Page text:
Chef Peter McKnight and owner Renda Abdo have reinvented Wish as a South Beach-style lounge.
WISH (3 Charles East, at Yonge, 416-935-0240, wishintoronto.com) Complete brunches for $25 per person (dinners $40/lunches $20), including all taxes, tip and a $4 Stella. Average main $14/$18/$10. Open Saturday and Sunday for brunch 10 am to 4 pm, dinner till 11 pm, Tuesday to Friday 11 am to 11 pm. Bar nightly till close. Licensed. Access: barrier-free. Rating: NNN
Renda Abdo certainly knows how to run a successful restaurant. Need proof? Her long-running 24-hour 7 West Café at Yonge and Charles literally hasn't closed its doors since opening them 20 years ago.
"I was 11," she laughs.
She hasn't been as lucky with 7's nearby sister, Wish. Launched 10 years later, the swanky South Beach-style lounge has been Abdo's bête noire from day one, albeit one with whitewashed walls and overstuffed white sofas draped with white fun fur pashminas.
A hit from the get-go with the cocktail crowd, the resto suffered from an inconsistent kitchen. Last spring, Abdo pulled the plug on Wish and rebranded the 40-seat room as Black Skirt, a slightly down-market old-school southern Italian trat. Apparently not down-market enough, as few bit for $20 lasagna. And so it's back to Wish.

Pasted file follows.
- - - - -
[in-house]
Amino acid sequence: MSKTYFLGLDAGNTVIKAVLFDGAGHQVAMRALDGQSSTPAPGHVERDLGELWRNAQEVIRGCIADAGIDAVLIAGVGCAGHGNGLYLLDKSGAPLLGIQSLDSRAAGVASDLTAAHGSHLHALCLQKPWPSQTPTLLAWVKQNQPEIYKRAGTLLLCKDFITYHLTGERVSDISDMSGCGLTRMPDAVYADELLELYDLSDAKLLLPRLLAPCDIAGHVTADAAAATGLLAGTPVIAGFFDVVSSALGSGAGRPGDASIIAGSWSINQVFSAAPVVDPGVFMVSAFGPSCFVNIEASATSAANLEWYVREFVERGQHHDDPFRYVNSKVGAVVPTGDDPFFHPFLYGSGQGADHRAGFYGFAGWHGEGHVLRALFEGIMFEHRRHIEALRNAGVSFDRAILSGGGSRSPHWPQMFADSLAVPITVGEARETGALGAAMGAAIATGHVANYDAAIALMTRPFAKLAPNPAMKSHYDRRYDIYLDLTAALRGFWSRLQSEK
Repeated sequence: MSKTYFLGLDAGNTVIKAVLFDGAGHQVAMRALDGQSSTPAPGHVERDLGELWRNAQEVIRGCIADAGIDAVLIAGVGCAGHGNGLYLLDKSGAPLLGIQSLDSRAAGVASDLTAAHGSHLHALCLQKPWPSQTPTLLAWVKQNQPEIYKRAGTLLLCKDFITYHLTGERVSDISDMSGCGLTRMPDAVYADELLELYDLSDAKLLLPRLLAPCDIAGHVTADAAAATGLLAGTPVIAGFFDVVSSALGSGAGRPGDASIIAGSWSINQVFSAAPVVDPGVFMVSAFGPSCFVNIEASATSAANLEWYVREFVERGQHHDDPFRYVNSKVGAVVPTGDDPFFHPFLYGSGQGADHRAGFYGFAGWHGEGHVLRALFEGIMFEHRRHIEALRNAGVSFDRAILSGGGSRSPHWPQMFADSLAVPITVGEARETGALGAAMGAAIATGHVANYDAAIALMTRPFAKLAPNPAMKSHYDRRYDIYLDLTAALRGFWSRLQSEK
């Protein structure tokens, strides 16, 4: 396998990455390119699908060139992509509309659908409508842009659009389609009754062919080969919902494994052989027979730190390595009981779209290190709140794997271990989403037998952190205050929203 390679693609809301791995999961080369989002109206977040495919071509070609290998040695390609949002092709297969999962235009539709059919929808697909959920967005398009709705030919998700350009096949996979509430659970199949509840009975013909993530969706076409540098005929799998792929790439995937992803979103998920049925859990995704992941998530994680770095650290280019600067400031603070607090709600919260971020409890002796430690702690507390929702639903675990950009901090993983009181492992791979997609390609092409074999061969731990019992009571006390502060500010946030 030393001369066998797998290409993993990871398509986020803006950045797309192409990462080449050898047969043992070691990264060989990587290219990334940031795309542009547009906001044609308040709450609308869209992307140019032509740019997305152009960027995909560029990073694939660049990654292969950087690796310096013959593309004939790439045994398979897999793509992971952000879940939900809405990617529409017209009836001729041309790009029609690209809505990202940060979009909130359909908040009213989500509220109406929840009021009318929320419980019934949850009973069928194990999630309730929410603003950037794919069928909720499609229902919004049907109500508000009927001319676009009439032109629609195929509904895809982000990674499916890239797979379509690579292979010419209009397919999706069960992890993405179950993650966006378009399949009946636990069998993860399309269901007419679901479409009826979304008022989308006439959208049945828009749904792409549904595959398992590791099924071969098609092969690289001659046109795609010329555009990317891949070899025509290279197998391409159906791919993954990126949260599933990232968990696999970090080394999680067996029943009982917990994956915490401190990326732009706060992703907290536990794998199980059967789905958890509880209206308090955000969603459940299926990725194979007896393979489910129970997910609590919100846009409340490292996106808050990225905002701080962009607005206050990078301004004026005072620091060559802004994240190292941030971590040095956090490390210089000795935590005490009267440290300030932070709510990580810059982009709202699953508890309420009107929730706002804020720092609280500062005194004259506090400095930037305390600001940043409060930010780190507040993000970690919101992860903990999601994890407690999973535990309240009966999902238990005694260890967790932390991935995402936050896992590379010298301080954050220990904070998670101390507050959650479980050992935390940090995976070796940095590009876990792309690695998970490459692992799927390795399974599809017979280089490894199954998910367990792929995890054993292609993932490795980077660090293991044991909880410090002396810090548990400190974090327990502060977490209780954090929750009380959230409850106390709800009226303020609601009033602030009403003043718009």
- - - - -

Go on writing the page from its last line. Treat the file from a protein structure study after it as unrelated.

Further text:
At first glance, the dramatic space looks familiar. It's still all very glacial - that same pashmina drapes that same white couch - and Bryan Ferry remains stuck in permanent rotation on the CD player. Then there's that glorious sun-drenched patio! But dig deeper and you'll notice that prices are significantly friendlier.
At lunch one day, mussels steamed in white wine sided with perfectly acceptable frites goes for all of 10 bucks, a Stella another four. Those same fab frites accompany returning chef Peter McKnight's fish and chips ($16), lightly breaded and perfectly à point cod paired with saffron tartar sauce and creamy beetroot slaw, a far better deal than his ap-sized calamari ($13), and less rubbery, too.
The spuds also show up alongside McKnight's beefy 7-ounce Black Angus burger ($14). Simply dressed with aged cheddar and caramelized onion, these regrettably woeful Whoppers come drenched in so much Dijon mustard that a bronchial Dolly Parton could apply the leftovers to her chest. But what heaven his garlic-crusted local pork chops ($18), a Cowbell-worthy grill marinated in olive oil and coupled with correctly lumpy mashed potatoes and retro red-eye gravy finished with veal stock and coffee.
A ridiculously rich Callebaut chocolate brownie ($6) comes straight from the oven - no microwave here, our personable server explains - and dolloped with real whipped cream. That's quite the achievement for the gabe.
At brunch, the day's omelette ($11) combines roasted tomato, spinach and white cheddar to delicious effect, its eggs as fluffy as the pillows on the banquette, while Eggs Charlotte - poached eggs in Parmesan and leek fondue over smoked salmon on whole wheat Ace Bakery muffins ($15) - exudes Sex And The City sophistication. Has Abdo's Wish come true?
"I've been in this business a long time, so I know what works and what doesn't," the restaurateur reflects. "This time I think I've finally got Wish right."